No ideas, please, we’re a university

Andrew Robinson, associate professor of Human Rights and Human Diversity at Wilfrid Laurier University, thinks their policy on [what they call] gendered violence needs urgent repair.

The public’s reaction to the treatment of a Wilfrid Laurier University grad student at the hands of two professors and a rep from the university’s Diversity and Equity Office (DEO) has been one of horror and outrage. The resounding opinion was that student, Lindsay Shepherd, was completely in the right when she offered both sides of a debate involving the use of non-gender pronouns.

And while the public has agreed Shepherd was right, she wasn’t. At least not according to a disturbing regulatory policy enforced by my university. In fact, in the meeting where Lindsay was subject to a verbal inquisition, Adria Joel, the DEO rep, cites the policy, known as Laurier’s gendered and sexual violence policy (GSVP) as justification for her claim that Lindsay was guilty of “spreading transphobia.”

Yes, I noticed that when I transcribed some of the inquisition. I wondered how they were defining their terms.

While Laurier’s president is avoiding talking about the Gendered and Sexual Violence Policy, I won’t.

The policy has its roots in government legislation. Ontario’s Bill 132, passed in 2016, required universities to have a policy on sexual violence. That law defined “sexual violence” in terms of assault and harassment “targeting a person’s sexuality, gender identity or gender expression.” This is laudable; harassment and assault are wrong (and I condemn in advance anyone who would use this letter as justification for harassing or threatening anyone).

Apparently not satisfied with a definition of sexual violence that was good enough for the Wynne Liberal government, Laurier’s board of governors approved a policy that innovated by creating the following definition of gendered violence:

“An act or actions that reinforce gender inequalities resulting in physical, sexual, emotional, economic or mental harm. This violence includes sexism, gender discrimination, gender harassment, biphobia, transphobia, homophobia and heterosexism, intimate partner violence, and forms of Sexual Violence.

UH oh. You can see the problem without any wrinkling of the brow, I’m sure. It’s in the fact that we know from repeated experience that any dissent from a long list of Revealed Truths will be called “transphobia.” Well there you go: you have performed sexual violence and you must be punished and ostracized. You can’t ask what it means to “identify as” a woman; you can’t ask what it “feels like” to be a woman or how anyone knows; you can’t even ask why people are demanding to know what you believe in the first place. You can’t do anything at all, in fact, if you don’t imitate the jargon exactly and fervently enough for beady-eyed observers.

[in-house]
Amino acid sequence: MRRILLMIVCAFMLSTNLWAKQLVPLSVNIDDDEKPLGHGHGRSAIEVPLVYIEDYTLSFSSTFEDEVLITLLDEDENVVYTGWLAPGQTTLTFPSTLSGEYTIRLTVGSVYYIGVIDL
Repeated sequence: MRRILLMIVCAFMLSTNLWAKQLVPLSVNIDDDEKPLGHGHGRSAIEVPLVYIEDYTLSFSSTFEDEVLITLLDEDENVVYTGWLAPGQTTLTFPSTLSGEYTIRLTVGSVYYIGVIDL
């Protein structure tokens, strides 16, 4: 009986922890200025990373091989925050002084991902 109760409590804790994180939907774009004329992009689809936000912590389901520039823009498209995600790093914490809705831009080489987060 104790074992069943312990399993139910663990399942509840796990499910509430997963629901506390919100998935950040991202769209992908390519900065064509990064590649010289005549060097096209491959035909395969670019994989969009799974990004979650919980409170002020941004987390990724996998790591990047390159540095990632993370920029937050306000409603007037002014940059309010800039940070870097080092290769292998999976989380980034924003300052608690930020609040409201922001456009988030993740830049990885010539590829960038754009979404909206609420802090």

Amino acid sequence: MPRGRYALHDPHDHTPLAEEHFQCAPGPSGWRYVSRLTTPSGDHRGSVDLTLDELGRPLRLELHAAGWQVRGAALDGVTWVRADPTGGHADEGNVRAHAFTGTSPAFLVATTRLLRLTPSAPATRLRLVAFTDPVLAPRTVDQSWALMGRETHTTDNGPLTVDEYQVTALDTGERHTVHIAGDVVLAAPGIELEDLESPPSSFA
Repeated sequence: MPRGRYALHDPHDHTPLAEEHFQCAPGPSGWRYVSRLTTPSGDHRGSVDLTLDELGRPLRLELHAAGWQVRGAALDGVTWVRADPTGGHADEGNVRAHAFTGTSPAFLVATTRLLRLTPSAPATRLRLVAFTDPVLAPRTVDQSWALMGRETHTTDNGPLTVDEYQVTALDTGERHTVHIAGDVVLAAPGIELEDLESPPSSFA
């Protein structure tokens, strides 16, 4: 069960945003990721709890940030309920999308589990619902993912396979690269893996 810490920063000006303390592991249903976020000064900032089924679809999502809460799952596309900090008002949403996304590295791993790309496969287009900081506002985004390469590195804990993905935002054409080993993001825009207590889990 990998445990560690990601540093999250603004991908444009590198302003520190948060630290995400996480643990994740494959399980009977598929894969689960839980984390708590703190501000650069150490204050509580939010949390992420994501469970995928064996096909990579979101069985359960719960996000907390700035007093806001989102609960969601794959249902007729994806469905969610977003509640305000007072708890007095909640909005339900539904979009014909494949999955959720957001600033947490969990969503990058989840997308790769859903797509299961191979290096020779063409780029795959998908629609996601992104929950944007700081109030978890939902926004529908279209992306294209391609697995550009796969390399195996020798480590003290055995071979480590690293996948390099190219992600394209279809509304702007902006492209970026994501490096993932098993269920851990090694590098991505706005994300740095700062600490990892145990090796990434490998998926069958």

So, yeah. It’s either march with the Virtuous, or be accused of gendered violence – yes you, a woman, a feminist woman, you are the most likely of all to be accused of gendered violence, because you’re supposed to be centering trans women (who are women), not talking about those hateful privileged cis women.

Unlike the Wynne Liberals’ definition, Laurier’s “gendered violence” doesn’t just prohibit harassment and assault, it prohibits ideas.

Quite. Been there, saw the T shirts.

No one should comfort themselves by thinking that these concerns are limited to Lindsay Shepherd. Every student who registers at Laurier in any of its programs, tacitly agrees to have their personal conduct regulated by the GSVP: in tutorial, in lecture, online, “when on University property or when off campus,” and regardless of the “time of the incident (e.g., evenings, weekends, and holidays).” The sanctions approved by Laurier’s board include disciplinary warning, behavioural contract, suspension, and expulsion.

As for respecting diversity, under the GSVP all views are welcome, so long as they are not all expressed, no matter how reasonably. Inclusion? Violate this orthodoxy, anywhere, anytime, and a fellow student may see that you are included in an investigation under the GSVP.

When Laurier announced the details of its task force on academic freedom last Thursday there was still no mention of the GSVP. The task force is only directed to recommend “a statement on freedom of expression.”

If Laurier really wants to make a statement about its commitment to freedom of expression it will remove its ideological definition of gendered violence from the GSVP, now.

Maybe Laurier merely identifies as making a statement about its commitment to freedom of expression.

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